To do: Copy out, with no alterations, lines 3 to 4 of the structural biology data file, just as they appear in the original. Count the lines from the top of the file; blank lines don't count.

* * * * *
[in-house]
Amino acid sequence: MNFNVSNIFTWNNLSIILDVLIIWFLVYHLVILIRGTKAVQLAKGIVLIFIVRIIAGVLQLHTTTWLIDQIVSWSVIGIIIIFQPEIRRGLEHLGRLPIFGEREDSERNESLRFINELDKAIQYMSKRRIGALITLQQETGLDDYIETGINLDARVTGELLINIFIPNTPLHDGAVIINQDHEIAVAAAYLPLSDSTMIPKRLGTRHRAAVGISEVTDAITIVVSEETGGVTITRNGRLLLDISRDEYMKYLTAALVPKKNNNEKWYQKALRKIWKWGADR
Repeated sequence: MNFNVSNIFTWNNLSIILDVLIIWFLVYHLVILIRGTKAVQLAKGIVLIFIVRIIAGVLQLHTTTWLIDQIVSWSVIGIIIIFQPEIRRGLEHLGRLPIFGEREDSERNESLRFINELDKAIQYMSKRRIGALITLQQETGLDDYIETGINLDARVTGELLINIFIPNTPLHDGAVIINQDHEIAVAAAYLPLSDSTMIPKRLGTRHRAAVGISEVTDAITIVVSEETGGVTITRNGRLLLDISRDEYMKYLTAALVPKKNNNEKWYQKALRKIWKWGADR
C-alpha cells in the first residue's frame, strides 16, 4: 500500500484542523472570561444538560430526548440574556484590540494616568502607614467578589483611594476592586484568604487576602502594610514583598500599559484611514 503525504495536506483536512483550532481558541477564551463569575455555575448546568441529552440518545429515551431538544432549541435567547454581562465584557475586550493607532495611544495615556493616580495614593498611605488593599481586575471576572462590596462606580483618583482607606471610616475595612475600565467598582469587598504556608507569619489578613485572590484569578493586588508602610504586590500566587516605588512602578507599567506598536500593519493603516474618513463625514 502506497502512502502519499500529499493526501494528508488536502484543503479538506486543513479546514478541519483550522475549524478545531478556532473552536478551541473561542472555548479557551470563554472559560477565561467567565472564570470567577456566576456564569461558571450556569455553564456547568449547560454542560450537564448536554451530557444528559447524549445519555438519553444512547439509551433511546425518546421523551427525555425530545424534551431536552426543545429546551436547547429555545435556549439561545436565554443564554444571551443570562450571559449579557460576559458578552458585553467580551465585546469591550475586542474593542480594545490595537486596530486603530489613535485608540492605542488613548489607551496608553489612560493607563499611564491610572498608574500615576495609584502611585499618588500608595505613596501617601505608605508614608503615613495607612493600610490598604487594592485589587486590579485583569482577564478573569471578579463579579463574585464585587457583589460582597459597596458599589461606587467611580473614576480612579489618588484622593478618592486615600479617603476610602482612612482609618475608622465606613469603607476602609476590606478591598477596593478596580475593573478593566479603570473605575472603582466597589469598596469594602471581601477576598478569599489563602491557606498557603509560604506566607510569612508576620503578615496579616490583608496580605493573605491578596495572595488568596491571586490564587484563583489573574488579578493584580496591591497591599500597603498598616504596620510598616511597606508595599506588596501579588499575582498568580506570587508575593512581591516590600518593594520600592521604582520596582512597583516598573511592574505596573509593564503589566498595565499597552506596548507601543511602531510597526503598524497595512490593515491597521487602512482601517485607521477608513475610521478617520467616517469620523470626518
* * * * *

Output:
Repeated sequence: MNFNVSNIFTWNNLSIILDVLIIWFLVYHLVILIRGTKAVQLAKGIVLIFIVRIIAGVLQLHTTTWLIDQIVSWSVIGIIIIFQPEIRRGLEHLGRLPIFGEREDSERNESLRFINELDKAIQYMSKRRIGALITLQQETGLDDYIETGINLDARVTGELLINIFIPNTPLHDGAVIINQDHEIAVAAAYLPLSDSTMIPKRLGTRHRAAVGISEVTDAITIVVSEETGGVTITRNGRLLLDISRDEYMKYLTAALVPKKNNNEKWYQKALRKIWKWGADR
C-alpha cells in the first residue's frame, strides 16, 4: 500500500484542523472570561444538560430526548440574556484590540494616568502607614467578589483611594476592586484568604487576602502594610514583598500599559484611514 503525504495536506483536512483550532481558541477564551463569575455555575448546568441529552440518545429515551431538544432549541435567547454581562465584557475586550493607532495611544495615556493616580495614593498611605488593599481586575471576572462590596462606580483618583482607606471610616475595612475600565467598582469587598504556608507569619489578613485572590484569578493586588508602610504586590500566587516605588512602578507599567506598536500593519493603516474618513463625514 502506497502512502502519499500529499493526501494528508488536502484543503479538506486543513479546514478541519483550522475549524478545531478556532473552536478551541473561542472555548479557551470563554472559560477565561467567565472564570470567577456566576456564569461558571450556569455553564456547568449547560454542560450537564448536554451530557444528559447524549445519555438519553444512547439509551433511546425518546421523551427525555425530545424534551431536552426543545429546551436547547429555545435556549439561545436565554443564554444571551443570562450571559449579557460576559458578552458585553467580551465585546469591550475586542474593542480594545490595537486596530486603530489613535485608540492605542488613548489607551496608553489612560493607563499611564491610572498608574500615576495609584502611585499618588500608595505613596501617601505608605508614608503615613495607612493600610490598604487594592485589587486590579485583569482577564478573569471578579463579579463574585464585587457583589460582597459597596458599589461606587467611580473614576480612579489618588484622593478618592486615600479617603476610602482612612482609618475608622465606613469603607476602609476590606478591598477596593478596580475593573478593566479603570473605575472603582466597589469598596469594602471581601477576598478569599489563602491557606498557603509560604506566607510569612508576620503578615496579616490583608496580605493573605491578596495572595488568596491571586490564587484563583489573574488579578493584580496591591497591599500597603498598616504596620510598616511597606508595599506588596501579588499575582498568580506570587508575593512581591516590600518593594520600592521604582520596582512597583516598573511592574505596573509593564503589566498595565499597552506596548507601543511602531510597526503598524497595512490593515491597521487602512482601517485607521477608513475610521478617520467616517469620523470626518